He’s one of only two

By Mike Rankin
Butch Lay has never been afraid to try something new. Here, the organic dairy farmer stands in front of a 10-acre research trial on his farm that is being conducted by the University of Tennessee and the University of Kentucky.

Butch Lay has never been afraid to try something new. Here, the organic dairy farmer stands in front of a 10-acre research trial on his farm that is being conducted by the University of Tennessee and the University of Kentucky.

Butch Lay and his wife, Lisa, are survivors. In addition to survival skills, Butch is also an experimenter, a person who is not afraid to make a wrong decision, and someone who values feed and forage diversity.

The Madisonville, Tenn., couple are the third generation of Lays to farm this land. They took ownership of the cows and dairy equipment from Butch’s dad in 1994 and have three children (Jacob, Aaron, and Sarah). These days, they operate one of only two organic dairy farms that remain in Tennessee.

“We had always been a conventional dairy farm; then 2009 happened and we knew a change was needed,” Lay explained. It was that year when the dairy economy hit rock bottom with prices well below the cost of production.

Lay had attended a few grazing conferences previously and was already doing some grazing. He felt that becoming an organic dairy producer was a natural fit for a grazing system. In 2010, he and Lisa began the three-year process of organic certification on their acres and animals. Beginning in 2013, Muddy Water Farm started shipping milk for Organic Valley, a milk cooperative based in Wisconsin.

“I’ll be organic until I quit dairying,” Lay told me on a rainy morning last week while we talked within the shelter of his pickup cab.

Lay milks 65 cows and has 180 acres of pasture and cropland. Another 60 rented acres of tall fescue will be certified organic this month. That will be used for baling heifer hay.

“We don’t have enough acres to grow everything we feed,” Lay said. “Our concentration is on forage, and we purchase our grain and high-quality organic alfalfa hay. When the cows are on pasture, they get a mix of grain and alfalfa hay once a day before afternoon milking. In the winter, we also include silage,” he noted.

A pasture smorgasbord

In Lay’s eyes, pastures need not be static. Rotations are a cornerstone of organic farming.

“I like about a six-year rotation,” he said. “Our base perennial forage for the cows is novel endophyte tall fescue, orchardgrass, and red clover. We no-till drill the red clover into our grass stands during the fall as needed.”

The perennial pastures are terminated after four or five years and planted to a summer annual crop such as brown midrib sorghum-sudangrass or corn, which are chopped for silage. Lay also utilizes a number of winter annual species such as triticale, oats, and crimson clover.

As if Lay’s own diverse pastures weren’t enough, the dairyman is currently involved in a research study being coordinated by the University of Tennessee and the University of Kentucky. As a part of that study, 10 acres of Lay’s farm is divided into large treatment plots and seeded to a perennial mixture or combinations of summer annuals, including ryegrass, red clover, sudangrass, cowpeas, oats, brassicas, and crabgrass.

Lay explained that the researchers were monitoring the yield and quality of the forage while also assessing milk quality and cow health in an organic system. Several organic dairies in Tennessee and Kentucky are involved in the study.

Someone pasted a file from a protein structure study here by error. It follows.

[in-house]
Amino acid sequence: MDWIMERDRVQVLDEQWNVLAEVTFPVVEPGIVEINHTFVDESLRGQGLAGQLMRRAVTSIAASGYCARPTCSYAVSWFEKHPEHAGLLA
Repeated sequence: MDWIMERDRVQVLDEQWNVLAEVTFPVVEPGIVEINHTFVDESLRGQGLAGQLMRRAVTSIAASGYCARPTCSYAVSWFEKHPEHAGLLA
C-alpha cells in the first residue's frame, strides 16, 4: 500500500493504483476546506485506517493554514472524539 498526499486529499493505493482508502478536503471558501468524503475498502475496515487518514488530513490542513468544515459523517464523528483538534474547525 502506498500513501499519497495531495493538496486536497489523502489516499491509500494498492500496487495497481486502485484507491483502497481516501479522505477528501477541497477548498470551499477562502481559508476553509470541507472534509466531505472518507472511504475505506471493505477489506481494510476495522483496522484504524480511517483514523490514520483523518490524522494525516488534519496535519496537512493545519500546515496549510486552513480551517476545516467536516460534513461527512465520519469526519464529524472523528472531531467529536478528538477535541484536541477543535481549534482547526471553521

Stored forage needed

As diverse as the pasture base is, harvest systems are also varied. Lay chops sorghum-sudangrass or corn for silage, which is stored in bags. The silage is fed along with the grain and alfalfa hay during the nongrazing months as a component of a total mixed ration. “For sorghum-sudangrass to equal corn yields, we have to get two cuttings,” Lay mentioned.

“Last year we had problems with sugarcane aphid in our sorghum-sudangrass,” Lay said. “That was something new for us.”

The dairyman also makes grass-red clover baleage from his excess spring pasture growth and bales dry hay for his heifers and dry cows.

“On average, we pull the cows off pasture around November 1 and are usually back on pasture around the beginning of April,” Lay said. “We need good stored forage because 75 percent of the herd calves between mid-September and January 1, so most of the cows are in peak milk production during the nongrazing months.”

Lay doesn’t want any cows calving during the hot summer months. It’s during these months that most cows are on the tail end of their lactation, and this allows Lay to stretch his limited grazeable acres with longer rotations through the paddocks.

“It’s always a bit of a dance,” Lay said. “Every year is different in terms of how you have to manage these pastures. This year, we had to do more clipping in the paddocks than normal.”

The cows get rotated to a new paddock every 12 hours. Lay usually uses the far-off paddocks at night and those closer to the barn during the day. On the really hot days, he sometimes brings the cows back to the barn where shade is available.

“Right now our biggest challenge is with the heifers and getting them big enough to calve at two years of age,” Lay noted. “They don’t get rotated as often as the cows and have to utilize our toxic fescue pastures. It’s something we continue to work on and try to improve,” he added.

Lay probably will figure it out if history is a good indicator. He’s not one to remain status quo when there’s a potentially better mousetrap to be had.

“There isn’t much I haven’t tried,” Lay noted. “It’s the only way to figure out if something works.”